Milton R. Konvitz

This essentially is how Kallen read Jewish history, the Jewish spirit. This is how he read the Hebrew Scriptures and the other repositories of Jewish thought and actions-all in the light of the book of Job, which to him was the essential expression of the life and the spirit he called Hebraism. Now in retrospect I wonder if it had not been better and wiser for Kallen to have used the term Judaism; for his Hebraism-and his secularism, too-is a poor, scanty thing when not interpreted in the light of Kallen's understanding of the Jewish ethos, of Jewish history, Jewish thought and life-all of which, and more, can be comprehended in the term Judaism. There are, as Kallen himself noted, many Judaisms. According to the Jewish tradition, the Decalogue, when spoken at Sinai, was heard as if it had been spoken in the seventy languages which men spoke. The Talmud notes that a great rabbi can learn even from a learned apostate, like Elisha ben Abuyah; it is, said Rabbi Meier, like eating a pomegranate, you drink the juice and throw away the seeds. "Turn it around, turn it around," the rabbis taught, "for everything is in it." Who is there who has the authority to define Judaism for all Jews and for all time? It is well-nigh indefinable, but that is hardly an overriding objection; for Hebraism, too, is ultimately indefinable; and so are the great, tantalizing terms like Justice, Beauty, Goodness, Truth, Americanism, Christianity, and countless other terms which we do not hesitate to use. I wonder, too, if Kallen, like Matthew Arnold before him, did not overdo the difference between Hellenism and Hebraism. C. P. Snow, who knew something about the separation between two cultures, wrote that "the number 2 is a very dangerous number: that is why the dialectic is a dangerous process. Attempts to divide anything into two ought to be regarded with much suspicion." In an essay about his own intellectual development that Horace Kallen wrote towards the end of his life, he said: WhatI learnedand becameconvertedto is the philosophicfaith I have been confessing,reasoningabout,and trying to give effect to in words and works these fifty years. It identifies me as a libertarianwho had been a determinist,a temporalistwho had been an eternalist,an individualist and nominalistwho had been a universalist,a pluralistwho had been a monist,withoutbeing alienatedfromwhathe had been. The sum of it-a Spinozistwho becamea pragmatist.32 But I am afraid he often was alienated from what he had been. There ought to be room in one's philosophy for monism as well as for pluralism, for a universe as well as for a multiverse, for determinism as well as for indeterminacy or contingency, for both time and eternity, for both change and permanency. Kallen believed, with all his heart, in the possibility of orchestrating the different, but he did not always use this talent, of which he was a master. What, it should be asked, was so awful about the Hel-

H. M. Kallen and the Hebraic Idea


lenistic influence on Jewish thought? about Philo of Alexandria bringing together-orchestrating, if you please-Judaism with neo-Platonism? or about Maimonides bringing together Judaism with Aristotelianism? Hellenic civilization, despite its name, was not founded on pure Hellenism. For Jews, it was a bringing of the holiness of Shem into the tents of Japheth. Judaism gave to the union at least as much as it took. In any case, it can now be doubted if, for the majority of modern Jews, the process is reversible. For most of us, Hellenism and Hebraism have become orchestrated. And Judaism has not been impoverished by the union. "To substitute the society of ideas for that of things is," wrote Santayana, "simply to live in the mind: it is to survey the world of existences in its truth and beauty rather than in its personal perspectives, or with practical urgency. It is the sole path of happiness for the intellectual man, because the intellectual man cannot be satisfied with a world of perpetual change, defeat, and imperfection." That is well said, but Kallen would quite rightly remind Santayana that after all we do live in a world in which there is change, there is defeat, there is imperfection. Yet I, listening to both philosophers, would respectfully yet firmly interject with the observation that the world and man's life reveal both aspects; or, if you like, both Hebraism and Hellenism. In conclusion let it be said clearly that Horace Kallen will occupy a unique and significant place in the history of American Jewry, for he was the first Jewish scholar in a non-Jewish college or university, teaching non-Jewish subjects, who yet wrote and lectured on Judaism and Jewish interests, and identified himself with and worked for Jewish causes; and for some years he was not only the first but the only one who stood forth in the academic world as a Jew, and in the Jewish world as someone from the strange world of American academia. For a few years Felix Frankfurter shared the stage with him, but in 1921 Frankfurter's public role as Jew essentially ended. Morris Raphael Cohen moved into Jewish interests with the rise of Nazism. In 1933 he played a leading role in the founding of the Conference on Jewish Relations, and six years later in establishing JewishSocialStudies.Today the situation is, providentially, quite different;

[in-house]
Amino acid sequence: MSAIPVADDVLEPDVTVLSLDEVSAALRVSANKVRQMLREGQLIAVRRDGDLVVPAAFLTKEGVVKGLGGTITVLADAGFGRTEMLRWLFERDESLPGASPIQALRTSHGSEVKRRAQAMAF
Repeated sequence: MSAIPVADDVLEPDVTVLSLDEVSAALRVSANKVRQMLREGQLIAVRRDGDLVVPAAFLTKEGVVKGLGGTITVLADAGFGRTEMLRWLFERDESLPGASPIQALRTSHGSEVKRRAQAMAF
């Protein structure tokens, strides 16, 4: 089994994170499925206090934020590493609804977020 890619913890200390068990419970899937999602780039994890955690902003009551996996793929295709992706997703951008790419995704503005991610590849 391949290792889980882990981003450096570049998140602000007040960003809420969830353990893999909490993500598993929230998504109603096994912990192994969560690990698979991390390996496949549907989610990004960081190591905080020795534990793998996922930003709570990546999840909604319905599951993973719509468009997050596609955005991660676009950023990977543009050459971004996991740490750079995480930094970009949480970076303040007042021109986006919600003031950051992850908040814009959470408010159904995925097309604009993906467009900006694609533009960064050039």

but we must remember, with reverence and gratitude, the pioneering

role which Horace Kallen played with the utmost dignity, devotion, and wisdom.

NOTES 1. David DeLaura, Hebrew and Hellene in VictorianEngland (Austin, 1969), pp. 183-186, 166, 191, 204-205.


Milton R. Konvitz

2. Arnold, Culture and Anarchy, and Friendship'sGarland (New York, 1883), pp. 112-113. 3. Ibid., p. 112. 4. Ibid., pp. xiv, xxxviii, 196. 5. Ibid., p. 122. 6. Ibid., p. xlii. 7. Ibid. 8. Ibid., p. 200. 9. Cited in DeLaura, see note 1 supra, at p. 165. 10. H. Kallen, Judaismat Bay (New York, 1932). 11. "Hebraism and Current Tendencies in Philosophy" was originally published in 1909 and included in Judaismat Bay, pp. 7-15. 12. Judaismat Bay, p. 9. 13. Ibid., p. 13. 14. Ibid., p. 12. 15. Ibid., p. 14. 16. Ibid., p. 15. 17. Ibid., p. 10. 18. Ibid., p. 24. 19. Ibid. 20. Ibid., p. 39. 21. Ibid., p. 47. 22. Ibid., p. 50. 23. Ibid., pp. 50-51. 24. Ibid., p. 54. 25. Ibid., p. 55. 26. "Judaism and the Modern Point of View," in Judaismat Bay, p. 42. 27. Judaismat Bay, pp. 49-50. 28. Ibid., p. 53. 29. Ibid., p. 56. 30. Ibid. 31. "Secularism as the Common Religion of a Free Society," in H. Kallen, WhatI Believe and Why-Maybe: Essays the Modern World(New York, 1971). for 32. Ibid., p. 166.

Sign up to vote on this title
UsefulNot useful